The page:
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Last week, District 14 County Commissioner Tommy Vallejos made a series of false, distorted, and wrong statements in opposition to including sexual orientation and gender identity in the City’s nondiscrimination policy. It was a laughable, nonsensical, everything-but-the-kitchen-sink rant, where his “facts” were little more than regurgitations of long-dismissed myths. He invoked a law that specifically says in the law that it wouldn’t apply to this kind of internal policy. He made the silly implication that just because people change their “sexual practices” that their sexual orientation is changed, and others (which will be addressed in future posts).

Because his five minute, pre-written script has so many distortions, and so many blatant untruths, it’s pure candy to someone like me who has real facts and history in my corner. One of these sweet little nuggets of nonsense was a claim that “this kind of law is divisive.”

As he and other anti-gay activists see it, pro-gay politics is divisive because they believe that at least half of the population is as anti-gay as they are. They genuinely hold to the myth that they are the standard bearers when it comes to “righteousness,” and that because they are the “heroes” of faith, that anyone who suggests to give equality to LGBT people is what brings “division.”

Now, in this place that I like to call “the real world,” it’s a wholly different story. You see, society has changed. More people have come out to their friends, families, and co-workers. Americans not only see more gay people — they know more gay people. They realize that LGBT people are perfectly normal, upstanding citizens who just happen to be oriented to the same sex (or both sexes for bisexuals).

Because of this, an overwhelming majority of Americans have moved on from their anti-gay past. When Don’t-Ask-Don’t-Tell was repealed in 2010, nearly 70% of the general public supported the repeal. Surprisingly, around 75% of those surveyed in the military either supported it or didn’t think it was a big deal. Even a year and a half later, the whole repeal thing has proven to be a complete non-issue.

Americans overwhelmingly support nondiscrimination for LGBT people, and has since the early 1980s. One poll indicates that 73 percent of Americans support protecting gay and transgender people from workplace discrimination. Even a large majority of Republicans support nondiscrimination.

Interestingly, nearly everyone thinks that these protections are already in place at a federal level. They are not. Which is why we have to deal with it at a local and state level.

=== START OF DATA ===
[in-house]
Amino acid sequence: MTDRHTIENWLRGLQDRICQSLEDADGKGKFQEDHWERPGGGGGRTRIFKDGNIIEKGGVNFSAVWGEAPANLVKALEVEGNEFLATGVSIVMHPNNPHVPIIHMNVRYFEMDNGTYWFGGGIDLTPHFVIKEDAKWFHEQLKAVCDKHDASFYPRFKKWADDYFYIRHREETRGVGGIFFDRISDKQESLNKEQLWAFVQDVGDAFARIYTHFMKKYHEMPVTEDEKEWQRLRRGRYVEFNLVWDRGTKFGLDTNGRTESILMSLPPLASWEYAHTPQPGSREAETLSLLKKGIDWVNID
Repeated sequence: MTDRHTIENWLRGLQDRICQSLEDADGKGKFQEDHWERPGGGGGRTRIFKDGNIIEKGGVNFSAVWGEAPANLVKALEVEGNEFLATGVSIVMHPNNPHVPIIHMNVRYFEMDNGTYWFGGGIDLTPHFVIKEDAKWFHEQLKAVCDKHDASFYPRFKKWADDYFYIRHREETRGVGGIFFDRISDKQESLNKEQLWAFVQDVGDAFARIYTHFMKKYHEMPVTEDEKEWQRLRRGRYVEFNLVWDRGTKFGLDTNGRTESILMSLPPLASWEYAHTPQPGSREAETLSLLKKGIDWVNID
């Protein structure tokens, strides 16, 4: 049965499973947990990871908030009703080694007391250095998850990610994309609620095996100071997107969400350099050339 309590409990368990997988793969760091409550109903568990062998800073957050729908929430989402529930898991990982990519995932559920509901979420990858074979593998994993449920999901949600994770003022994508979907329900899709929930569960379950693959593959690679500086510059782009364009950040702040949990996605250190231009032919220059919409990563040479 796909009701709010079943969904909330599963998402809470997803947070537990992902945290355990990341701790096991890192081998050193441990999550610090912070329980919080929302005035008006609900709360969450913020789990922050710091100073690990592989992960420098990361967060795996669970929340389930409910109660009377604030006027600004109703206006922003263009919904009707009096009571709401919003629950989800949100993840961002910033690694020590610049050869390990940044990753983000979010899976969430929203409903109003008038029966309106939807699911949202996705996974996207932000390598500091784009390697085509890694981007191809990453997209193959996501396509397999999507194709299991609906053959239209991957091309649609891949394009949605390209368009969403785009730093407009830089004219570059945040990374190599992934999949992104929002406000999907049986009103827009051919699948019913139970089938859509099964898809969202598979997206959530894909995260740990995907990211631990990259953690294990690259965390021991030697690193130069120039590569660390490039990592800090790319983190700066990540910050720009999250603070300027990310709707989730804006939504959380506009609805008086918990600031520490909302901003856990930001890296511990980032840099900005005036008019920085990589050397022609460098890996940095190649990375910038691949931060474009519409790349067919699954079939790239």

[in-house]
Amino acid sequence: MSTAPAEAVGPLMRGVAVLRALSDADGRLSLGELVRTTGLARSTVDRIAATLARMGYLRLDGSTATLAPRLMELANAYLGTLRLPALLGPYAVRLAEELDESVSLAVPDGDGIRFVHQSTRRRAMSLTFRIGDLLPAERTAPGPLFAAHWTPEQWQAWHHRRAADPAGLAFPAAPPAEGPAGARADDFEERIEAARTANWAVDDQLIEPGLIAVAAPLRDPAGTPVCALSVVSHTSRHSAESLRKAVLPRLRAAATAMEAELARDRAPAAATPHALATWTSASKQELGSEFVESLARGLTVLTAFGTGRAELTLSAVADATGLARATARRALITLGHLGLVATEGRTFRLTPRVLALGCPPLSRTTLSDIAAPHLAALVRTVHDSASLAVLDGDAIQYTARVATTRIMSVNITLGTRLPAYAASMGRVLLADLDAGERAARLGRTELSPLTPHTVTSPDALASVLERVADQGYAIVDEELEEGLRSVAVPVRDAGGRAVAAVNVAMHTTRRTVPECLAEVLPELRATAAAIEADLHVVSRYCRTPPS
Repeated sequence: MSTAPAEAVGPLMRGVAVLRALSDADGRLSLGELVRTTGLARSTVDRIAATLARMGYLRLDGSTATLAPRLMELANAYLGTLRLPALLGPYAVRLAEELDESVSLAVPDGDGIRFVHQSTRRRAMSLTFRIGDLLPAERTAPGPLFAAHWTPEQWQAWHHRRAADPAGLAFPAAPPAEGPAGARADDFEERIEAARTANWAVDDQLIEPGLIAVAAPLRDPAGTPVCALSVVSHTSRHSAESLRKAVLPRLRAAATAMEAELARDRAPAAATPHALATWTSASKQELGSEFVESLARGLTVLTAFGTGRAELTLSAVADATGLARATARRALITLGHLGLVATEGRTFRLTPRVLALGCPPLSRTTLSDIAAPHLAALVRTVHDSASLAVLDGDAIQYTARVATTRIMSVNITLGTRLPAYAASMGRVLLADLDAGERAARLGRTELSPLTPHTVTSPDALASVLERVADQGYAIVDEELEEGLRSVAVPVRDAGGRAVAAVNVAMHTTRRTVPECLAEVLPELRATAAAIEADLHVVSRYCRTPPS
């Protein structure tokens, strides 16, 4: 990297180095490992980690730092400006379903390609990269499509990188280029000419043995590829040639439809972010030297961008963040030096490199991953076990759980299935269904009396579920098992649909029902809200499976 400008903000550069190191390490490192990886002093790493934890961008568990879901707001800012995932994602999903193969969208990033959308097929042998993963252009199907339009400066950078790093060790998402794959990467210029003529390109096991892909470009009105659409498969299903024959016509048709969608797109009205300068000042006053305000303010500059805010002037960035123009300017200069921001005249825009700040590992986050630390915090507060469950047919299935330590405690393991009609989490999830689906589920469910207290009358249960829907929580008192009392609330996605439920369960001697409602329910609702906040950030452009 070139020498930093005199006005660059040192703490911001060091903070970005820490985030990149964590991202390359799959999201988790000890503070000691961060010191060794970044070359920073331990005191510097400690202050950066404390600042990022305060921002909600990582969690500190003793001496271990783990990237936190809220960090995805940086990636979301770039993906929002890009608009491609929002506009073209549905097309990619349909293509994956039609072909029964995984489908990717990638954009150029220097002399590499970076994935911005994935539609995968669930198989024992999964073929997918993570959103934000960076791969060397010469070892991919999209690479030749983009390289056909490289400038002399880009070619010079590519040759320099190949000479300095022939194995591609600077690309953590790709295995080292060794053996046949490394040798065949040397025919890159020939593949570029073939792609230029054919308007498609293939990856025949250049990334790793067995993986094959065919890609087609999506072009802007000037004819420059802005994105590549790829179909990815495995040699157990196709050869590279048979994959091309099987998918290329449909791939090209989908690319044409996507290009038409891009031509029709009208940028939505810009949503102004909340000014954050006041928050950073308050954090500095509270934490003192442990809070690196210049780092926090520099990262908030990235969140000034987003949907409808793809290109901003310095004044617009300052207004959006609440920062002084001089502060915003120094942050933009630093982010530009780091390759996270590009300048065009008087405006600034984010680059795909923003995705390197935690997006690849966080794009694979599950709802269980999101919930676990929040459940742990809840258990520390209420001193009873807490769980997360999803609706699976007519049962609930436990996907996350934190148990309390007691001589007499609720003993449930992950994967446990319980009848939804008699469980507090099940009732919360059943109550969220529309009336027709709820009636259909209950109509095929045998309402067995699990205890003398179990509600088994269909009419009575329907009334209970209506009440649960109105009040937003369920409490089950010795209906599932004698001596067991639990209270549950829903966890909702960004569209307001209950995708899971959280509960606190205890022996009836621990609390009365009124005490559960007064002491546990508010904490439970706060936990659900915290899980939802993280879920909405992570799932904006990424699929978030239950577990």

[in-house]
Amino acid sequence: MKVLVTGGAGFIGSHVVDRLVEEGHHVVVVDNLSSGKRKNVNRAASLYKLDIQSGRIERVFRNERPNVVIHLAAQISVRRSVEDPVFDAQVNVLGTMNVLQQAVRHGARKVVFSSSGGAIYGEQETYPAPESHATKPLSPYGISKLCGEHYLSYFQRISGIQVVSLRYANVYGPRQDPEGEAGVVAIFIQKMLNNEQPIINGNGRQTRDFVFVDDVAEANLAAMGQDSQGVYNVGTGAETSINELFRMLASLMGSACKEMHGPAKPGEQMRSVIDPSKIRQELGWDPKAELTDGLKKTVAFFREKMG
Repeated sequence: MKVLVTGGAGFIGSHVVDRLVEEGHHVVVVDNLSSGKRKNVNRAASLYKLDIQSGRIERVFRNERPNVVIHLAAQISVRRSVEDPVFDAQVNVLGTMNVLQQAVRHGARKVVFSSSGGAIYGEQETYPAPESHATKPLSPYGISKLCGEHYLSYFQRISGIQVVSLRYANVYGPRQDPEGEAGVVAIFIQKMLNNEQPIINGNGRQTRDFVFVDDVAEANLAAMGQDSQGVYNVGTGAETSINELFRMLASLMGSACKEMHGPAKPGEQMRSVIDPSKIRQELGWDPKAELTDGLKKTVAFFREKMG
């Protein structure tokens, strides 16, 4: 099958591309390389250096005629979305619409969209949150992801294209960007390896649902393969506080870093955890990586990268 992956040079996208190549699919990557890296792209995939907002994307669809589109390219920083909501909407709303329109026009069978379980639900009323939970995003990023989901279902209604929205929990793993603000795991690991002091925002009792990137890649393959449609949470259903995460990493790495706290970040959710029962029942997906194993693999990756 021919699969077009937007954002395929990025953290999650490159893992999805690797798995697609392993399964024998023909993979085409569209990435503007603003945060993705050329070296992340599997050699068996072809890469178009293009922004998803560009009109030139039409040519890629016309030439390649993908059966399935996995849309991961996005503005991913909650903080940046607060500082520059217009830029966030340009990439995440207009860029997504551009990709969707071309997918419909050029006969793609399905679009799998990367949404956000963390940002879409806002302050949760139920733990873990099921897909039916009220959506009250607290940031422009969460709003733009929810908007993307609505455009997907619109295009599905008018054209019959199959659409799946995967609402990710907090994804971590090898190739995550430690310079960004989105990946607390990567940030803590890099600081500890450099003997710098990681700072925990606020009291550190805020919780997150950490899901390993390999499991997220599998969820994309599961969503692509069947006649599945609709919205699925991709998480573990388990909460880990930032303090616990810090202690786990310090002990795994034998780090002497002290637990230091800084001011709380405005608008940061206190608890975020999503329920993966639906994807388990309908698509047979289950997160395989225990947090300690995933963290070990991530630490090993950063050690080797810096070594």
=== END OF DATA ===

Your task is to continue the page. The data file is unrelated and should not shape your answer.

Clearly, the division on this kind of policy is not in the general public. Most of us understand the importance of LGBT workplace protection, and support it at nearly every level. So where, then, is the division rooted? Perhaps Mr. Vallejos should look into a mirror.

Imagine a school cafeteria (for those of us still young enough to remember how noisy they were), where everyone is talking. They’re shouting over the person next to them who is shouting over the person on the other side. It’s one big mess of noise.

Now, imagine where everyone is talking about LGBT equality. Suddenly, it takes on a fever pitch. There are those on each extreme — pro-gay and anti-gay. And the vast majority in the middle who hadn’t really decided what their view was, with most of them leaning to anti-gay because they can’t understand why two men would have the hots for each other.

Now fast-forward 25 years. More people have come out, and we gays are more visible as a result. That noisy middle — those who had largely been anti-gay — has seen the evidence, talked to their friends and family — and has sided with the pro-gay position. They’re back to having quiet, simple conversations about things that matter — life, liberty, and the pursuit of happiness.

In fact, a majority of Americans even support full marriage equality for same-sex couples — and has for a couple of years.

Gallup’s last poll on employment nondiscrimination was in 2008, where 89% of those questioned supported equal rights. 77% of Americans believe there should be employee benefits for domestic partners or spouses. 78% support inheritance rights. 61% support adoption rights. 64% support some form of legally-recognized relationship.

There’s a reason for this. 78% of Americans have a family, friend, coworker, or personal acquaintance that is gay.

Now, we have those on the anti-gay side — still screeching and screaming like they always were. But since no one is echoing their outlandish claims, they’re shouting louder than ever before. But no one is listening except to marvel at how asinine these anti-gay people really are.

This is why Vallejos’ claim that these policies are “divisive” rings hollow. As a society, the rest of us have moved on. We understand that LGBT people are part of our society, and that “teh gheys” are just fine the way they are. The reality is that we all see just what’s going on.

By making claims that aren’t true, Vallejos and those who push for anti-gay policies in government are the ones who are bringing the division.

In short — We are asking for LGBT equality, and protection from discrimination — that most Americans support. Vallejos is demanding that we maintain policies that allow, and even encourage discrimination.

There’s a dividing line, all right. But it’s not lavender. It’s red.